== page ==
I don't really see what the difference is between your code dependency injected code and just passing it as a regular function argument. And to me it seems like you aren't really mocking or testing anything here, just moving pieces out to be not tested somewhere else.

I wasn't trying to compare dependency injected code versus function arguments, they're the same thing. I was trying to show that if your code has a dependency it should be passed in as an argument instead of hard-coding that dependency and using conditional compilation to try and hack in mocks for testing purposes.

Dude, it has to be passed in as an argument from somewhere so passing it in is not an answer. How are you testing it in the place you passed it in from?

I'm not sure if you've misunderstood the point was Michael was trying to make, but I don't think its obvious the function to call has to be passed in from anywhere, because your original setup was not doing that - it was resolving the function by looking up a static name, and then you had a mess of cfg directives to change how that static name was defined. Presumably your function Foo has some expression that looks like,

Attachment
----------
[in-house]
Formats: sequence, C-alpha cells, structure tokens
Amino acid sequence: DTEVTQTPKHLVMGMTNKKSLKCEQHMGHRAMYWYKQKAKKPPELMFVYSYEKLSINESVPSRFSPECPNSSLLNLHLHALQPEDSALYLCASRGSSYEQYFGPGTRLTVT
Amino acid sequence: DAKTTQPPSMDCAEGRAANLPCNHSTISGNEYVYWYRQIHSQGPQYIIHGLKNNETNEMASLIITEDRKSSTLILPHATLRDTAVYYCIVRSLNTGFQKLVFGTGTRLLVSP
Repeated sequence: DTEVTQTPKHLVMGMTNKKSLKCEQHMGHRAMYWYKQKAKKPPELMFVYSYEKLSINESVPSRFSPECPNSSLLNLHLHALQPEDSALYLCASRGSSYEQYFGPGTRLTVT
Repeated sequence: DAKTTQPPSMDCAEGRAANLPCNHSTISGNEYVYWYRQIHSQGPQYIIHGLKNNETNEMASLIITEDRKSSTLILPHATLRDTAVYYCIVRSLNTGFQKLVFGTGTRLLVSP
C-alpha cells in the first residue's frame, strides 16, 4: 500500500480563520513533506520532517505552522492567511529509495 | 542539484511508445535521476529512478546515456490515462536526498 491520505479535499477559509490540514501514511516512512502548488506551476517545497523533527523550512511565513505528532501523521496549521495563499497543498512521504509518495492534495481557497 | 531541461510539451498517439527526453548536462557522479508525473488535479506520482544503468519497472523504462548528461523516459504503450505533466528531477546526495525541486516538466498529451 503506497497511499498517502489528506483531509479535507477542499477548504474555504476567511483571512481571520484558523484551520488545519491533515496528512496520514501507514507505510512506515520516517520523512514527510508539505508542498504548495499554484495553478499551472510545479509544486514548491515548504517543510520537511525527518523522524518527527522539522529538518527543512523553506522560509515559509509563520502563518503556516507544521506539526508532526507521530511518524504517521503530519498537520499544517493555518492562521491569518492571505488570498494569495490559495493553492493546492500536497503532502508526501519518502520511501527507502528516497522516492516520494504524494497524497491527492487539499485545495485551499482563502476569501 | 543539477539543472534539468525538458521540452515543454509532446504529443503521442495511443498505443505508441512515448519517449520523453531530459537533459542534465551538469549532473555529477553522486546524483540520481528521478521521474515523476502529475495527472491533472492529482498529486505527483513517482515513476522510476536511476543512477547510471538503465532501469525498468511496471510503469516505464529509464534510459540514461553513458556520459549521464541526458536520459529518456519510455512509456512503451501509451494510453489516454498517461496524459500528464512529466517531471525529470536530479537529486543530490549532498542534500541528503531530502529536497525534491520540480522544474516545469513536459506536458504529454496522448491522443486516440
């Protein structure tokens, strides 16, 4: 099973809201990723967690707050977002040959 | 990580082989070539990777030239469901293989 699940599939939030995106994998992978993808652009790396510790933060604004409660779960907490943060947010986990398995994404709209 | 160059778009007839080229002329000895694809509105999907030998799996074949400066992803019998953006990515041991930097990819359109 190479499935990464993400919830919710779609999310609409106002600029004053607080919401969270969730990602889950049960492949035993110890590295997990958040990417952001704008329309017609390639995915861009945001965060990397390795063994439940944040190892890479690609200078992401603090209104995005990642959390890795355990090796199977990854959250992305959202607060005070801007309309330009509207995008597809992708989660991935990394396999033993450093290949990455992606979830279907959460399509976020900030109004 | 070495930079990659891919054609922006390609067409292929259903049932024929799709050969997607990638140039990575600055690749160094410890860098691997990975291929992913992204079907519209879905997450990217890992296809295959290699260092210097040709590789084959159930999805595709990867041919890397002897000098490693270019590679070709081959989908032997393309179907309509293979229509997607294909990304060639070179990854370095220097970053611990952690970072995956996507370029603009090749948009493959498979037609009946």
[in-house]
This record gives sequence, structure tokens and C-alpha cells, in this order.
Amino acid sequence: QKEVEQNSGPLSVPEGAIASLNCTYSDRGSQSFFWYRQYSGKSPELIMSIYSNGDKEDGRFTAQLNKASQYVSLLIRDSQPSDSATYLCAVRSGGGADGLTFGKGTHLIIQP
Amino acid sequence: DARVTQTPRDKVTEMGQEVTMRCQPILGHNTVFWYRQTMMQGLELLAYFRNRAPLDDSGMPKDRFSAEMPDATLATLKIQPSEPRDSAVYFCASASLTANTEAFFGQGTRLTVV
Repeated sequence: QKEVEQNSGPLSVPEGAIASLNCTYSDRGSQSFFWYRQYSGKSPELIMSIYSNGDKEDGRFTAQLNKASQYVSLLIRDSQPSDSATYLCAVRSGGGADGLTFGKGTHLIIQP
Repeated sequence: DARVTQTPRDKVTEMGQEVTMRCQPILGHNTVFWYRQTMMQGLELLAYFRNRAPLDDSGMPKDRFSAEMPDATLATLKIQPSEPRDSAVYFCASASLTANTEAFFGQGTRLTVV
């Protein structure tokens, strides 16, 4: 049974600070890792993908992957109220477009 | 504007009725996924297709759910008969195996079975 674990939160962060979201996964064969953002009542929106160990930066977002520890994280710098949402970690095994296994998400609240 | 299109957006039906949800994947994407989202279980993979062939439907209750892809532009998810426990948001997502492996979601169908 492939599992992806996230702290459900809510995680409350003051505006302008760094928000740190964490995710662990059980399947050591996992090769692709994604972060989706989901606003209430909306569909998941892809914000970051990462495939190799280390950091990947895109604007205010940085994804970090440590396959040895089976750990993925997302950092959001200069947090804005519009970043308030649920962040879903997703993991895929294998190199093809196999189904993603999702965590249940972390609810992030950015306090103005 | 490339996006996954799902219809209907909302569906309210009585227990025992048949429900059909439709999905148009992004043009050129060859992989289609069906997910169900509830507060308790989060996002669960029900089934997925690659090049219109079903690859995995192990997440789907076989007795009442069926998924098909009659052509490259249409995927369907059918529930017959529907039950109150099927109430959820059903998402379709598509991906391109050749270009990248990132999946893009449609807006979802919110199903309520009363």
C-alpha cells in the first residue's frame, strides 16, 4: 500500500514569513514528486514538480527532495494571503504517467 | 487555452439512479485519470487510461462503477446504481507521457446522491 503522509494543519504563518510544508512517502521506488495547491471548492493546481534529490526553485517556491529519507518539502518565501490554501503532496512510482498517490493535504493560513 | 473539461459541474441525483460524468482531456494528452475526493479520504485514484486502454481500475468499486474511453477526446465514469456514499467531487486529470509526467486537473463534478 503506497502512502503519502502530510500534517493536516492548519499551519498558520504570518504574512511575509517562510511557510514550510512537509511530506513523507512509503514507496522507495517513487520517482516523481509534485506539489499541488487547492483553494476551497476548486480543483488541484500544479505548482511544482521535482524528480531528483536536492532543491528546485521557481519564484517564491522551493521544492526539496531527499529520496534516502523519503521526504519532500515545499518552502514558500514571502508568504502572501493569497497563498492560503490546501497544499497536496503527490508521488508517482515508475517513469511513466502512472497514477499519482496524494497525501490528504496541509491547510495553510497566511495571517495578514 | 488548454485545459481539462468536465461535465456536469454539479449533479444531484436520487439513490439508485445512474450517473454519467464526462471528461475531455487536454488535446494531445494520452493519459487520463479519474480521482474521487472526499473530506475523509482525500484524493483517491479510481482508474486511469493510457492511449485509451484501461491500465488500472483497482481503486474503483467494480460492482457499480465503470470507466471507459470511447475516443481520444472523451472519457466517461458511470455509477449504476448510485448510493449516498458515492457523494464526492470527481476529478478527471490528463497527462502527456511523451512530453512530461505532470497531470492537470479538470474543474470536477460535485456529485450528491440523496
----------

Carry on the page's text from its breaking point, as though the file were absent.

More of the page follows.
fn Foo(...) {
   // ...
   let json = get_some_json();
   // ...
}

To make Foo specifically more testable, it's easier to have

fn Foo<F>(..., json_getter: F) 
   where F: Fn() -> Result<Value, Box<dyn Error>> 
{
   // ...
   let json = json_getter();
   // ...
}

And then your tests can pass whatever dummy function they want as the json_getter. This doesn't improve the testability of the real get_some_json, but it does decouple testing that function from testing Foo. You can continue this idea and restructure get_some_json for better testability as well, but eventually you'll hit a layer that does the actual IO, and you fundamentally can't "unit" test that because it needs that external service. You can, however, make that layer as thin as possible so less can go wrong.